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obsolete labels
Posted by: Phil Ewanicki (---)
Date: November 19, 2020 09:04AM

Around 60 years ago when fiberglass fly rods were hot stuff the American Fly Tackle Manufacturers Association (AFTMA) abandoned the old fly-line (and fly-rod) labeling nomenclature and shifted from rods and lines designated "HDH", "CDC" and the like and adopted the 1 wt., 2 wt. . . . 7 wt., 10 wt. etc. fly line identification system. The AFTMA ceased to exist 40 years ago but its line/rod rating system trudges on. It would be nice if fly rod builders, casters, and manufacturers and fly line manufacturers had a new standardized rating system which specified more than just the weight of the 1st 30 feet of line.

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Re: obsolete labels
Posted by: Ron Weber (---)
Date: November 19, 2020 10:28AM

Maybe refer back to this. [www.rodbuilding.org]

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Re: obsolete labels
Posted by: Ed Kramer (---.hrbgpa.fios.verizon.net)
Date: November 19, 2020 10:26PM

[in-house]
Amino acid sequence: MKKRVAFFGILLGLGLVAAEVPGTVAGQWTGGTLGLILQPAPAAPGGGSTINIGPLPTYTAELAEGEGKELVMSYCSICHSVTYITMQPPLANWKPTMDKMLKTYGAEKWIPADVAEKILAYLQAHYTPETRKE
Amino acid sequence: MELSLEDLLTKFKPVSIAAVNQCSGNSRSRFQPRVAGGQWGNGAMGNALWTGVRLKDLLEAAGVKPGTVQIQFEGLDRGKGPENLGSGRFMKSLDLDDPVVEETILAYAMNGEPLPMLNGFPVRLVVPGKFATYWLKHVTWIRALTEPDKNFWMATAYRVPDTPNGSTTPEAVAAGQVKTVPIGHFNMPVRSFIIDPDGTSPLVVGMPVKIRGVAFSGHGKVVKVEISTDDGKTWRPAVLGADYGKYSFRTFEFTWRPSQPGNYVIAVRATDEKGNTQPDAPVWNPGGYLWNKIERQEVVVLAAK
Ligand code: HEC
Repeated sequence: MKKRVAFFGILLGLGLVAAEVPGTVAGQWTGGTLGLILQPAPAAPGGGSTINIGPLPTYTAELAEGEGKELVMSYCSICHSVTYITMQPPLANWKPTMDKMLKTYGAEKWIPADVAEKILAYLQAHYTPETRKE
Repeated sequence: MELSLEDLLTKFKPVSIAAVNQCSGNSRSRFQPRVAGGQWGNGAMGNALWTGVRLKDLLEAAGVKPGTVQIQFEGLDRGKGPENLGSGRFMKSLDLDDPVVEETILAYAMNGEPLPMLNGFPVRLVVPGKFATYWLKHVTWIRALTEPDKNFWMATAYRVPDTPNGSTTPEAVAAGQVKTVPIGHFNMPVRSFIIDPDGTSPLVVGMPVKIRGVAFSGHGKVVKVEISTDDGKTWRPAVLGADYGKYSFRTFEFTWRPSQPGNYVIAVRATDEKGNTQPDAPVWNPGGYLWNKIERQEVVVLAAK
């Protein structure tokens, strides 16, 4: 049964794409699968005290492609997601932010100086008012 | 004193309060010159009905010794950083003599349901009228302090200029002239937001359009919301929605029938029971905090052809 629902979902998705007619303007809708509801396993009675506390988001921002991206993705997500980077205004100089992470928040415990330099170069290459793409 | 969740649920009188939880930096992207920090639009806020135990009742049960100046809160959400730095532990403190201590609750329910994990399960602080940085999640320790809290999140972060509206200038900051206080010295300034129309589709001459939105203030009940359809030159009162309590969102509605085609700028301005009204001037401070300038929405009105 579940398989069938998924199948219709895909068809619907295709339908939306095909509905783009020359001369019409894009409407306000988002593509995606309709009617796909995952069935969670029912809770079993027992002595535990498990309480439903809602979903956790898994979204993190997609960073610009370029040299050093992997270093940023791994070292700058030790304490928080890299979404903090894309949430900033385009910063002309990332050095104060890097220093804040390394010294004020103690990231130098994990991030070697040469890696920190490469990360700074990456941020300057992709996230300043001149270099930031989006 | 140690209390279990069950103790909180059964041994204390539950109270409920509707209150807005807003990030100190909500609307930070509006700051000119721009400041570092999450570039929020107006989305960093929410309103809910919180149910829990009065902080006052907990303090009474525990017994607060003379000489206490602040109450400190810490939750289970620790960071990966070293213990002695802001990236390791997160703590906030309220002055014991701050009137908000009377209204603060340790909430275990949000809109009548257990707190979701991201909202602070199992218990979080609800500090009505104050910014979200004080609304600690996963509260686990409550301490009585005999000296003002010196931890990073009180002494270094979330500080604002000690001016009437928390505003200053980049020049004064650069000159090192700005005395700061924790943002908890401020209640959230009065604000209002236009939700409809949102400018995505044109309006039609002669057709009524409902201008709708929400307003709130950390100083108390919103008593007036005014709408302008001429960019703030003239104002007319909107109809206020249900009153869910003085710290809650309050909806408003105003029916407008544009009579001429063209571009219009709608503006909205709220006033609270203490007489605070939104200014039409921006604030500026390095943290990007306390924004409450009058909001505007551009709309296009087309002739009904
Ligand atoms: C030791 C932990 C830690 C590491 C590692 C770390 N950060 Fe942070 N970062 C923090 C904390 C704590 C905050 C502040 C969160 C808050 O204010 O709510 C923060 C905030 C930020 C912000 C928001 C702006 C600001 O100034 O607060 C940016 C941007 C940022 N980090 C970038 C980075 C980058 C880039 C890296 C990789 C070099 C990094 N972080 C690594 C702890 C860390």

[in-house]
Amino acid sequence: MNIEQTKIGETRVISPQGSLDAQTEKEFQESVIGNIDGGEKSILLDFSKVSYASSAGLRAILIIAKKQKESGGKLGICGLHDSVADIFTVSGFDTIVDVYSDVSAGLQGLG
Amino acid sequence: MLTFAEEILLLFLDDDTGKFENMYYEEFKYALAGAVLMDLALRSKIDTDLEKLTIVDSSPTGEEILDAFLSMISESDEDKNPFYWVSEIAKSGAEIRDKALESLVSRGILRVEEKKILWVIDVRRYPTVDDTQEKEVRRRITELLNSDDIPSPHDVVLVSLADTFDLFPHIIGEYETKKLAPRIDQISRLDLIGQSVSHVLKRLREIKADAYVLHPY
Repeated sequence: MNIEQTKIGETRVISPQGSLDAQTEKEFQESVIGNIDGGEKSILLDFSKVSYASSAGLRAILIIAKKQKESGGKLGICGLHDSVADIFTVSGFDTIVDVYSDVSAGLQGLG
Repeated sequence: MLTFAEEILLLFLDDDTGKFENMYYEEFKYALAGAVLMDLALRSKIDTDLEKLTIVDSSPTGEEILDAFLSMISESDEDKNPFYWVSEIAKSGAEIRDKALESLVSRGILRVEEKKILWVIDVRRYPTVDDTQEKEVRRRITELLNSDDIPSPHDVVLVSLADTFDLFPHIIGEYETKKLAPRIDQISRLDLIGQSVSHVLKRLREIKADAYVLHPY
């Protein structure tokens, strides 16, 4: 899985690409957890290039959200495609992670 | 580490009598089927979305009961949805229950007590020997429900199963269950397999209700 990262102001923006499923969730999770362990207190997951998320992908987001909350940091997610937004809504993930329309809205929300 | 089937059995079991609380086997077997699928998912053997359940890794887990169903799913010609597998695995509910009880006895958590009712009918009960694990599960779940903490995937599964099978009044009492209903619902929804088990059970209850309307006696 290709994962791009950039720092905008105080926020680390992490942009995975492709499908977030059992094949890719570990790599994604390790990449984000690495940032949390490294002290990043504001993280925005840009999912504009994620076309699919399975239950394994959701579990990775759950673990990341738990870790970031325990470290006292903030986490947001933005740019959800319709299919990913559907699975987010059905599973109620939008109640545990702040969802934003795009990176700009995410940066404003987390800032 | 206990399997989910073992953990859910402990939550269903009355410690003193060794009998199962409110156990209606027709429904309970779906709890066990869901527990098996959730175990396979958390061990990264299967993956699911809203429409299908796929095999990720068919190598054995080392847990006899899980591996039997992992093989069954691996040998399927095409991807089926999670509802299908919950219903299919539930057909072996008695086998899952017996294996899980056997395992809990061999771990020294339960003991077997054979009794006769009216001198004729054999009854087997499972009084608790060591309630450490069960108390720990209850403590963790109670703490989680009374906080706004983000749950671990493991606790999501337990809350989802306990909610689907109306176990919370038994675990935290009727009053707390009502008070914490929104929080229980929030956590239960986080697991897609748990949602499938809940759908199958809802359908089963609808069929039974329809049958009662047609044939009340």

I read the link referenced and agree fully with Tom that the standards are just fine. The fly fisherman needs to understand the relationships described by Dr. Hanneman. I started fly fishing about five years ago and realized early on that you cannot depend on the manufacturer's ratings, neither lines nor rods. They need to logically match. I started to rate every rod I built with the numbers from the CCS system. This gives me a very good starting point on the line to use with the rod. I even wrote the ELN on each rod for reference. When I buy a line for any of the rods I build, I start with the ELN from the CCS charts and only buy lines that match the grain weights for the first thirty feet, more for longer planned casts as noted in the other posts. I then test cast the line to ensure it meets my expectations. I totally ignore the manufacturer's ratings, I go with the 30' line weights. I was at a fly show and asked a manufacturer for the weight of the first thirty feet of his line and explained my logic, he looked at me like I had three eyes. He couldn't provide the weight, so I didn't buy the line. The new system is the combination of CCS and AFTMA ratings for rods and lines. It really is a very good starting point. I've bought some high priced 8 weight blanks and brought them home only to find out they were really 10 weights. Very disappointing. These were from two highly respected manufacturer's that are often praised on this site. Yes they make beautiful blanks, but as with everything else, let the buyer beware. For Tom, maybe you could set up a booth at the next show with a CCS setup where anyone can bring a rod and check it's CCS ratings. Although, I'm not sure this would go over well with some of the manufacturer's, since their ratings would be exposed.